HL Deb 03 June 1997 vol 580 cc568-70

2.55 p.m.

Lord Dormand of Easington asked Her Majesty's Government:

To what extent they consider it will be possible to restore the number of school playing fields which have been sold in recent years.

The Minister of State, Department for Education and Employment (Baroness Blackstone)

My Lords, it would not be practical to restore those playing fields which have been sold in recent years. But we intend to ensure that playing fields which schools and their local communities need are not sold in future. My right honourable friends the Secretary of State for Education and Employment and the Secretary of State for National Heritage are discussing this as a matter of urgency.

Lord Dormand of Easington

My Lords, is my noble friend the Minister aware that those of us who are interested in the problem very much appreciate the new thinking on the sale of playing fields? However, if necessary, would the Government consider introducing legislation on the matter, although I appreciate that there would be difficulties associated with it? Is my noble friend further aware that the previous Government's disastrous record of selling literally hundreds of playing fields was opposed by the Sports Council, the Central Council of Physical Recreation, the National Playing Fields Association and many other organisations? Therefore, I hope that the Minister will realise that when the Government do take action they will receive overwhelming support.

Baroness Blackstone

My Lords, I am most grateful to my noble friend for his remarks. Yes, of course, I am aware of the concern on the part of many of those organisations which are concerned with sporting activities for young people about the previous government's record in selling off school playing fields. I believe my noble friend is aware that to ban all sales of school playing fields would require new legislation. With my right honourable friend the Secretary of State for National Heritage, we are looking at ways of ensuring that all school pupils have access to proper sports facilities. Perhaps I may add that proper sports facilities are more than just grass playing fields. We are also looking at ways to improve sports facilities generally for all types of school; for example, indoor facilities and all-weather pitches are particularly important for schools on restricted sites in built-up areas.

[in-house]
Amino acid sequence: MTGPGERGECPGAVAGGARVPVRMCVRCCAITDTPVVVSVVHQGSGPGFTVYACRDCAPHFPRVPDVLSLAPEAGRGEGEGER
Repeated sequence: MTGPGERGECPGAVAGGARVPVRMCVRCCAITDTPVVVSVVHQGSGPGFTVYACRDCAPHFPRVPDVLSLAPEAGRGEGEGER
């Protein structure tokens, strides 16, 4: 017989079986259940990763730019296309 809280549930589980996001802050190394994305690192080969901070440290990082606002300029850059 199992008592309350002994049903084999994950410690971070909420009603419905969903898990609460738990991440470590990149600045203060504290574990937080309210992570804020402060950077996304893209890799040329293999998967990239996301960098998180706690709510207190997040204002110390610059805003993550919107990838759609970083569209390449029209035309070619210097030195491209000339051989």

Lord Henley

My Lords, does the Minister accept that this is quite obviously a matter which would be best left to the schools and the LEAs? Further, will the noble Baroness give the House an assurance that no school or LEA will be prevented from selling off surplus—and I stress the word "surplus"—playing fields where that money could then be used for proper educational advantage for the school or the LEA?

Baroness Blackstone

My Lords, I believe the noble Lord opposite is fully aware that LEAs are free to dispose of school playing fields which they own in the same way as they are able to dispose of any other assets, provided that their schools continue to meet the requirements of the school premises regulations and that the needs of those schools and those of the local communities that they serve are properly met. That is what we aim to ensure.

Lord Howell

My Lords, as my noble friend the Minister has just indicated, most of the school playing fields were sold off in defiance of the school premises regulations, as amended in 1996. Therefore, will she give an undertaking that there will be a thorough review of those regulations, bearing in mind the fact that school use and community use should be written into them? Will my noble friend also bear in mind the fact that there is no provision to provide playing fields for any children aged eight, which is now an anachronism? Further—and most important in the minds of some of us—despite what my noble friend said about indoor facilities, most of the national games are played on God's good grass, which is under-prepared, not properly maintained and in many cases is a scandal and danger to the players. Will my noble friend the Minister kindly take all those matters on board in her review of the situation?